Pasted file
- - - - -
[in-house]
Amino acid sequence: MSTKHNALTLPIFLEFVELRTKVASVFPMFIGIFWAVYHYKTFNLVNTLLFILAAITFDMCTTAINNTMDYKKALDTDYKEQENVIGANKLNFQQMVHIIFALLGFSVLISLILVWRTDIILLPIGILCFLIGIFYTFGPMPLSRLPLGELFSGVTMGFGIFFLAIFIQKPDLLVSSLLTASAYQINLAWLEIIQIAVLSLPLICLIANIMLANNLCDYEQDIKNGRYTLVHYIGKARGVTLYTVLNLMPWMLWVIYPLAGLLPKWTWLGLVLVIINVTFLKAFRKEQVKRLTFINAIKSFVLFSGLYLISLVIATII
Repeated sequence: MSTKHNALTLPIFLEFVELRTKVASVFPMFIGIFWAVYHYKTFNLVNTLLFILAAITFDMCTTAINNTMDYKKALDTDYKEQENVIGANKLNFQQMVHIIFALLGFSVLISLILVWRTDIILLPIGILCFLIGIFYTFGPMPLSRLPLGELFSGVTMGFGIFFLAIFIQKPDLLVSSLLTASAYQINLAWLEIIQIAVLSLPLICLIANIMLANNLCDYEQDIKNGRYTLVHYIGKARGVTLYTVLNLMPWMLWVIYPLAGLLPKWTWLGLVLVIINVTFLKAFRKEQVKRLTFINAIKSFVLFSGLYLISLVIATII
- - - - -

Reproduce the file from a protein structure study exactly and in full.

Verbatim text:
[in-house]
Amino acid sequence: MSTKHNALTLPIFLEFVELRTKVASVFPMFIGIFWAVYHYKTFNLVNTLLFILAAITFDMCTTAINNTMDYKKALDTDYKEQENVIGANKLNFQQMVHIIFALLGFSVLISLILVWRTDIILLPIGILCFLIGIFYTFGPMPLSRLPLGELFSGVTMGFGIFFLAIFIQKPDLLVSSLLTASAYQINLAWLEIIQIAVLSLPLICLIANIMLANNLCDYEQDIKNGRYTLVHYIGKARGVTLYTVLNLMPWMLWVIYPLAGLLPKWTWLGLVLVIINVTFLKAFRKEQVKRLTFINAIKSFVLFSGLYLISLVIATII
Repeated sequence: MSTKHNALTLPIFLEFVELRTKVASVFPMFIGIFWAVYHYKTFNLVNTLLFILAAITFDMCTTAINNTMDYKKALDTDYKEQENVIGANKLNFQQMVHIIFALLGFSVLISLILVWRTDIILLPIGILCFLIGIFYTFGPMPLSRLPLGELFSGVTMGFGIFFLAIFIQKPDLLVSSLLTASAYQINLAWLEIIQIAVLSLPLICLIANIMLANNLCDYEQDIKNGRYTLVHYIGKARGVTLYTVLNLMPWMLWVIYPLAGLLPKWTWLGLVLVIINVTFLKAFRKEQVKRLTFINAIKSFVLFSGLYLISLVIATII